Good morning, Bulletin readers. Police have made an arrest in the fatal shooting of 7-year-old Jazmine Barnes. The outcome doesn’t fit the racial overtones through which the case was viewed, but the deep-seated anxieties which drove that focus remain. 

Receive this daily news briefing by email every morning. Sign up here.


The new Democratic House majority will begin its push for universal gun background checks tomorrow. The Washington Post has the details on the timing of the rollout, which will coincide with the anniversary of the mass shooting that nearly claimed the life of former Arizona Representative Gabby Giffords eight years ago. Giffords, who now leads an eponymous gun reform group, will make an appearance as House Speaker Nancy Pelosi and the bill’s sponsors introduce the measure, which has at least one GOP co-sponsor.

Meanwhile, pro-gun Republicans continue a symbolic drive for the NRA’s top federal legislative priorities. South Carolina’s Jeff Duncan and North Carolina’s Richard Hudson have re-introduced bills deregulating gun silencers and compelling states to accept others’ concealed-carry permits. Neither passed into law while Republicans enjoyed complete control in Washington during the last Congress; neither are expected to advance now that Democrats control the House.

Seven people were shot, three fatally, at a California bowling alley. After a fight broke out close to midnight on Friday, someone opened fire, according to video recorded by witnesses. Police in the city of Torrance had not yet identified a suspect. The victims were Robert Meekins and Astin Edwards, both 28, who were best friends, and Michael Radford, 20.

Police have arrested a man in connection with the shooting death of 7-year-old Jazmine Barnes in Houston. The December 30 incident made headlines for its apparent racial overtones: Witnesses identified the suspect who fired on a car occupied by a black mother and her children as a white man in his 30s or 40s driving a pickup truck, raising fears of a possible hate crime. But a tip led police to a suspect who did not match the sketch artist’s profile: Eric Black, a 20-year-old black man who confessed to driving the car from which the shots were fired and told investigators that the weapon used in the barrage was stashed at his house. Prosecutors have also identified a second suspect. Police believe the shooting that killed Barnes was meant for another target, and say the white man in the pickup truck was a bystander. “We live in a time where somebody could do something like this based purely on hate or race,” said racial justice activist Shaun King, who directed attention to the slaying and provided police with the tip that led to the arrests. “That it turned out to not be the case, I don’t think changes the devastating conclusion that people had thought something like that was possible.”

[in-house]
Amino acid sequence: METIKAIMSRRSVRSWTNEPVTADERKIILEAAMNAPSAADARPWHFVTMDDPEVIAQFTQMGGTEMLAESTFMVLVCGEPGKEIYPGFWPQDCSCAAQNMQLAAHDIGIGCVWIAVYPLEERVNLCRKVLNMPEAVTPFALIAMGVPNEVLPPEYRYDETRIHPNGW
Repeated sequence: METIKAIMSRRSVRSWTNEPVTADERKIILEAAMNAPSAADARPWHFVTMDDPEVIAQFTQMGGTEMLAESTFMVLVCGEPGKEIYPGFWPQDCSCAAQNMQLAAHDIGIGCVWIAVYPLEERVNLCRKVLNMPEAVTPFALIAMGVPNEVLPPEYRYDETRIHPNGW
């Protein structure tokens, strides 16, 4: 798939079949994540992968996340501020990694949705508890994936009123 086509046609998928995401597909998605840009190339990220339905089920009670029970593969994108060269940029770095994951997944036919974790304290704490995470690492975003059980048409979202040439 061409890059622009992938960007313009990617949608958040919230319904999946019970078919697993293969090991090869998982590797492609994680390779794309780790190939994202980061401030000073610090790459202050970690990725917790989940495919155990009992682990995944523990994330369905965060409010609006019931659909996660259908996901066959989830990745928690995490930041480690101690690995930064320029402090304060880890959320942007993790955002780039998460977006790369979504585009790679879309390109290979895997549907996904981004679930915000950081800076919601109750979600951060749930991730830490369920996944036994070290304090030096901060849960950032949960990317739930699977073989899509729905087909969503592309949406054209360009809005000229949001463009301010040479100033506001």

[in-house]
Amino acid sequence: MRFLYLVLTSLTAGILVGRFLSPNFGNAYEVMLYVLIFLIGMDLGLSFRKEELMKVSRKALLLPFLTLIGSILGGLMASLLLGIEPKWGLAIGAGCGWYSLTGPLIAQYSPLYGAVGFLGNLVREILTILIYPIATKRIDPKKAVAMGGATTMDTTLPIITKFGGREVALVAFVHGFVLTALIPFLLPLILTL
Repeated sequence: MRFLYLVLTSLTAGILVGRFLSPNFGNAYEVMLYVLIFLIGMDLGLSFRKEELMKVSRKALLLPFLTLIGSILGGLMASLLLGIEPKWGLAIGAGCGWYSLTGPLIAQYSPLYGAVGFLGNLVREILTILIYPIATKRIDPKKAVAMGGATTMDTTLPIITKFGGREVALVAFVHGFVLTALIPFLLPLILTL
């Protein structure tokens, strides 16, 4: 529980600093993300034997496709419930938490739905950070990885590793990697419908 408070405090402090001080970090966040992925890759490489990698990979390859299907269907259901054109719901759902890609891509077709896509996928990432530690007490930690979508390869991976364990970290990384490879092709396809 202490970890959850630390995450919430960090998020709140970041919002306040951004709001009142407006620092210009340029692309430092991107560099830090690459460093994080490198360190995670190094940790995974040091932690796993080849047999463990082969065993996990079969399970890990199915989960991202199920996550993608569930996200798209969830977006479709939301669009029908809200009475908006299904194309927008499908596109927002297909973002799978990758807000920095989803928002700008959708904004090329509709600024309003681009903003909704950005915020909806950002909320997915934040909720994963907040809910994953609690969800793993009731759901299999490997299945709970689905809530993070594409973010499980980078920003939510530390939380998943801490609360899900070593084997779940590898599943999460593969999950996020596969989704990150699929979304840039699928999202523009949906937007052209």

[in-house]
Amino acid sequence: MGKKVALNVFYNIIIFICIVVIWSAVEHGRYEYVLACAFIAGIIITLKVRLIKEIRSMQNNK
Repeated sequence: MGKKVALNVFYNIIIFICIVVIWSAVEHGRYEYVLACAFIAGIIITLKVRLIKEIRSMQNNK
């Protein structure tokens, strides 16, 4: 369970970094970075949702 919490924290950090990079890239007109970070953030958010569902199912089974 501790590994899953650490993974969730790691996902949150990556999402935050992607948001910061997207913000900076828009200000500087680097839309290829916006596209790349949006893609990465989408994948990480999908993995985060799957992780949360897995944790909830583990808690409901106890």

Democratic lawmakers in Virginia re-introduced a slate of gun-reform bills. Ralph Northam, a Democrat, announced the push on Friday, after his party made gains in both legislative chambers during the November elections. The package includes a red flag bill, universal background checks, reviving the state’s one-handgun-per-month rule, and requiring gun owners to report lost or stolen weapons.

A Florida man was arrested for threatening a gun rampage at his former high school. The 20-year-old posted to an anonymous chat site that he would “shoot up” his high school on January 15. A concerned citizen sent the threat to the FBI’s tip line, who referred it to local police. He was charged with a second-degree felony. It was at least the second thwarted potential mass shooting over the past seven days.

Three people are dead after a standoff with police in Idaho. A man and woman in their 40s were shot after someone they knew entered their home and a fight ensued. A 13-year-old managed to escape to a neighbor’s at the time of the shooting, but a 10- and 11-year-old remained inside. After police arrived, they were able to negotiate the children’s release. Shortly thereafter, the shooter killed himself.